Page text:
Friday, October 20, 2006

Some Thoughts on Liberty: Part 1

Liberty is the fundamental idea that our democracy is based on but what does that truly mean?
There are four different kinds of political liberty. The first is National liberty; the second is the political liberty of representative government, economic liberty and individual liberty. The first two are obviously of a collective nature and pertaining to the group.
Political Liberty as Representative:
Liberty has been a war or words and swords throughout history, the idea of Liberty as Representative has come into being when a dictator of absolute power weakens and there powers become relatively limited and those that are governed acquire a form of representation, so the increase of the power of the people comes [all things being equal] when the dictators power decreases. Since all governments impose forms of restrictions wither by the powers of law or by the power of force on those being governed. It would be logical to assume that those that would govern themselves would allow themselves a great deal of liberty. This brings the question of what is self-government? Or even democracy for that matter? In a large direct democracy we are supposed to vote on every issue, which is likely impossible. Then it seems that the ideal of liberty or self-government cannot take the form of direct democracy in a large modern nation-state. The closeted we can get to that ideal arrangement is representative democracy with regular elections in which every citizen has a vote (only one) in which party or group they find suitable. There is no illegal party and the system is not rigged.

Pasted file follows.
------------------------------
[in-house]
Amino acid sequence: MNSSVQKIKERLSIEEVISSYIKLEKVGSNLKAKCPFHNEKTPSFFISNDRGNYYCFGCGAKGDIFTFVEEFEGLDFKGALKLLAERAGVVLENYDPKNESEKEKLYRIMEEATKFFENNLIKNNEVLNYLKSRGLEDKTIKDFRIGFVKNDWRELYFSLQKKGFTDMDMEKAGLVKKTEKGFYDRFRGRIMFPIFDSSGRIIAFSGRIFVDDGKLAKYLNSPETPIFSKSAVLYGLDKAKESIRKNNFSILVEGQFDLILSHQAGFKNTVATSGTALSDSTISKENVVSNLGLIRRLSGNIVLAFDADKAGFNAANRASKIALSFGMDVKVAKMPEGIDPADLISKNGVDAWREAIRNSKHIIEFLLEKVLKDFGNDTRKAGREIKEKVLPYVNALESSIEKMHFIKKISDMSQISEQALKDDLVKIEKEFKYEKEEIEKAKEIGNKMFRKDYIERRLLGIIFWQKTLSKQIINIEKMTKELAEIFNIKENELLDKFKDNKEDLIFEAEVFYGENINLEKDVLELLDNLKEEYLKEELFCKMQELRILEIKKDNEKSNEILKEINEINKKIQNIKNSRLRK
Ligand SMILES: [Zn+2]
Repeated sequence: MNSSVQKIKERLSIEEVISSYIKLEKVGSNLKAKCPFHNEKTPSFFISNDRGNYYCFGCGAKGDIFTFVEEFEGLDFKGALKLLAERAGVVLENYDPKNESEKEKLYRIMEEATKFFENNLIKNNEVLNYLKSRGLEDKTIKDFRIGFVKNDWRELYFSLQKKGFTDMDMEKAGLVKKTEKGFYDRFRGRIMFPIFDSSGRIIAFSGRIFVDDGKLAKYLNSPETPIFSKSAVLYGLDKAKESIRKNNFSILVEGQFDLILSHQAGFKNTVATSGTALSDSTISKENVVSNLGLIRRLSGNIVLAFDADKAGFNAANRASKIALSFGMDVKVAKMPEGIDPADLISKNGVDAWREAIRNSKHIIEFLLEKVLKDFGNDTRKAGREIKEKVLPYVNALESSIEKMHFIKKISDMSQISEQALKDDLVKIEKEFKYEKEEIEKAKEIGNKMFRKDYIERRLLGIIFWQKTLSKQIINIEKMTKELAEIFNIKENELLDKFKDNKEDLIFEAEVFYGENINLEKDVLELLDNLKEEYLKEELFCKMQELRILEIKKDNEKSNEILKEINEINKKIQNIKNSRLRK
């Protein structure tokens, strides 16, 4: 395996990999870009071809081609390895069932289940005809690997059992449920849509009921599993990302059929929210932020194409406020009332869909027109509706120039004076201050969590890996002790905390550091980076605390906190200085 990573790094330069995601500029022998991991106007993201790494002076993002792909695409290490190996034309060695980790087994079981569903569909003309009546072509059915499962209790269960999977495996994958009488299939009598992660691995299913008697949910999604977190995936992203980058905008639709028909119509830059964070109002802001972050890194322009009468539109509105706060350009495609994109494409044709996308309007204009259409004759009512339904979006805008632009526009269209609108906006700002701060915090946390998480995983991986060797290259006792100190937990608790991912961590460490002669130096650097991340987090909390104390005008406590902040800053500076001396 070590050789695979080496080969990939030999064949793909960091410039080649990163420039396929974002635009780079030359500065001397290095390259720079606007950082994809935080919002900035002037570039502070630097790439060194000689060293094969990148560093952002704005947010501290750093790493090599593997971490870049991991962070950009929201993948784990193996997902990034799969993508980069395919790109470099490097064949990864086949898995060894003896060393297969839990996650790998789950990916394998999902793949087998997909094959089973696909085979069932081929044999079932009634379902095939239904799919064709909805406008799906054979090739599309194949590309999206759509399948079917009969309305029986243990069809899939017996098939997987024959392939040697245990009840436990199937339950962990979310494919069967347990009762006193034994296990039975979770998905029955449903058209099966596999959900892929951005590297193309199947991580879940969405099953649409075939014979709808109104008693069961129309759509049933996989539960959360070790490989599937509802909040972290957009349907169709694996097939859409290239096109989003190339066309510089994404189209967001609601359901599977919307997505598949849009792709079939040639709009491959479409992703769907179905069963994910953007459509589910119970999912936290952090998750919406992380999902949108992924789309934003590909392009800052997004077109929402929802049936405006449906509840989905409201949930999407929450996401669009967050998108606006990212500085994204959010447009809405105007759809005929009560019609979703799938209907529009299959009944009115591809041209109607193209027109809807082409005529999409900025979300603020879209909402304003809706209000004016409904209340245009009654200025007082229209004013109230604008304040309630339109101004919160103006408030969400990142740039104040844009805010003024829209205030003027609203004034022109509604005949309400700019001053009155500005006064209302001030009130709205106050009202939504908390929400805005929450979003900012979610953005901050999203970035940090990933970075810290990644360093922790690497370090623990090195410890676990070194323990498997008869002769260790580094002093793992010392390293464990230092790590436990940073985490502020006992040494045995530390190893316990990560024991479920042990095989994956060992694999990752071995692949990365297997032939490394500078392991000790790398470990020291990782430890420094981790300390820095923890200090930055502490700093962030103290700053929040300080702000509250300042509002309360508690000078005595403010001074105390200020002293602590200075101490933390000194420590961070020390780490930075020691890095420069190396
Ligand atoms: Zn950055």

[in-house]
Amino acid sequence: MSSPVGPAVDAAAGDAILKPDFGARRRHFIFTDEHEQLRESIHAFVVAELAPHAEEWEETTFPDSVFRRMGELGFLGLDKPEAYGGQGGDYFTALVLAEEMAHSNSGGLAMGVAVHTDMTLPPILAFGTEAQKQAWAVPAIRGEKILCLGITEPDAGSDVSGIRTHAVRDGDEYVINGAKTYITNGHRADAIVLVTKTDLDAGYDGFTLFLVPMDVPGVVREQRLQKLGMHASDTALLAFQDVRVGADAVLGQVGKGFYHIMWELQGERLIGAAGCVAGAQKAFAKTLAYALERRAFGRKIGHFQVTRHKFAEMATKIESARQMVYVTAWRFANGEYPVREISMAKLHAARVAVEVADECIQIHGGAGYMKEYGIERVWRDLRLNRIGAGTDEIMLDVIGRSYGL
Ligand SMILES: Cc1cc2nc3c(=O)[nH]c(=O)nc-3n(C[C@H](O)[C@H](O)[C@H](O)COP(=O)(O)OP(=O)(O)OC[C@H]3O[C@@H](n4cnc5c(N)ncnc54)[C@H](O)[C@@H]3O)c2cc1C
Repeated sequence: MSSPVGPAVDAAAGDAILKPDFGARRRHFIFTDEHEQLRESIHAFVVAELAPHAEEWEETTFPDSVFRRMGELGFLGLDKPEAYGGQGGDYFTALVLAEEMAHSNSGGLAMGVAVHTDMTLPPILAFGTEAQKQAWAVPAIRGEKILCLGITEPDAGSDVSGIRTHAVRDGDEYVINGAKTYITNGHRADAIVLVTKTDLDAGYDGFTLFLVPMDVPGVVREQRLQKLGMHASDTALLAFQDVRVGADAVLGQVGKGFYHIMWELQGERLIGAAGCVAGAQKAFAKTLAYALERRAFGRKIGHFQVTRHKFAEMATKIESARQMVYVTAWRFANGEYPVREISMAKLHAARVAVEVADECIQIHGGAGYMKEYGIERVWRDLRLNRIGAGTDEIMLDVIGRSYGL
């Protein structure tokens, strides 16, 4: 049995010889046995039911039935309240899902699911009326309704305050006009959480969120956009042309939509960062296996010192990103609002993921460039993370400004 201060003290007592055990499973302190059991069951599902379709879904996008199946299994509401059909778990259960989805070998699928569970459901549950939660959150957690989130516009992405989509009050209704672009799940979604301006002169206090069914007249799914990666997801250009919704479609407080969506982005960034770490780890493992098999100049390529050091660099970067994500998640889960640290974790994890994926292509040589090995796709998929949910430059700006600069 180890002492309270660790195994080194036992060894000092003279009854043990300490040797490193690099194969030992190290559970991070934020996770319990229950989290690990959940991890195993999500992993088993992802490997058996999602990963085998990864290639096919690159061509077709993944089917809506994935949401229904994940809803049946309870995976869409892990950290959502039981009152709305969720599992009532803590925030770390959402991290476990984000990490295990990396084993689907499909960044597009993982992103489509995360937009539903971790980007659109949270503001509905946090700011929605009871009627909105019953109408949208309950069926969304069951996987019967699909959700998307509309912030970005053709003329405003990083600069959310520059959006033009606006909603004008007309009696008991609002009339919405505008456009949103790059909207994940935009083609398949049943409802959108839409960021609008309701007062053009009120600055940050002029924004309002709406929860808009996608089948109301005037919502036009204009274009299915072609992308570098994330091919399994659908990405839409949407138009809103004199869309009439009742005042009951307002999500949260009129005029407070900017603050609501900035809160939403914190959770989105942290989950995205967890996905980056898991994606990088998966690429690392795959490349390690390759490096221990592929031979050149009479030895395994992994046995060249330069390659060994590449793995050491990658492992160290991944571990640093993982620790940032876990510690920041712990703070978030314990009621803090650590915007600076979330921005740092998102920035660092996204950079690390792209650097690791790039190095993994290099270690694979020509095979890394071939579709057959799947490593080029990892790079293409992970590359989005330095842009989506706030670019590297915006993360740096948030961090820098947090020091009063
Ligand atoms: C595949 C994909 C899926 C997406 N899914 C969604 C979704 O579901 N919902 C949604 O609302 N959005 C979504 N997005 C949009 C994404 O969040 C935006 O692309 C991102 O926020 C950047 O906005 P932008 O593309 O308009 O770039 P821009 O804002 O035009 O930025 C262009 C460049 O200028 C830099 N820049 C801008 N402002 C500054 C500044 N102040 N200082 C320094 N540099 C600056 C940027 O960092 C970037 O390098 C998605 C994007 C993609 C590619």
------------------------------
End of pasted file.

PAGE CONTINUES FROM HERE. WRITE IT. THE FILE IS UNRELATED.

Economic Liberty:
This is usually understood as a freedom to be able to own private property, to buy and sell goods, and to sell ones labors/ skills. Can there be private property, contracts, or employment without government? This is a question I have struggled with for a long time. Many philosophers like Ayn Rand and Robert Nozrick equate the idea of economic liberty with capitalism as a central tenet. Many philosophers equate economic liberity as the most important of all the freedoms and in itself is a foundation of all other kinds of liberty. So that implies that systems like communism and socialism lack certain freedoms because of the restrictions on economic liberty.

To be continued…


DRS said...

it is "evil" to leave me hanging....

Brainpolice said...

You posting part II or what? :)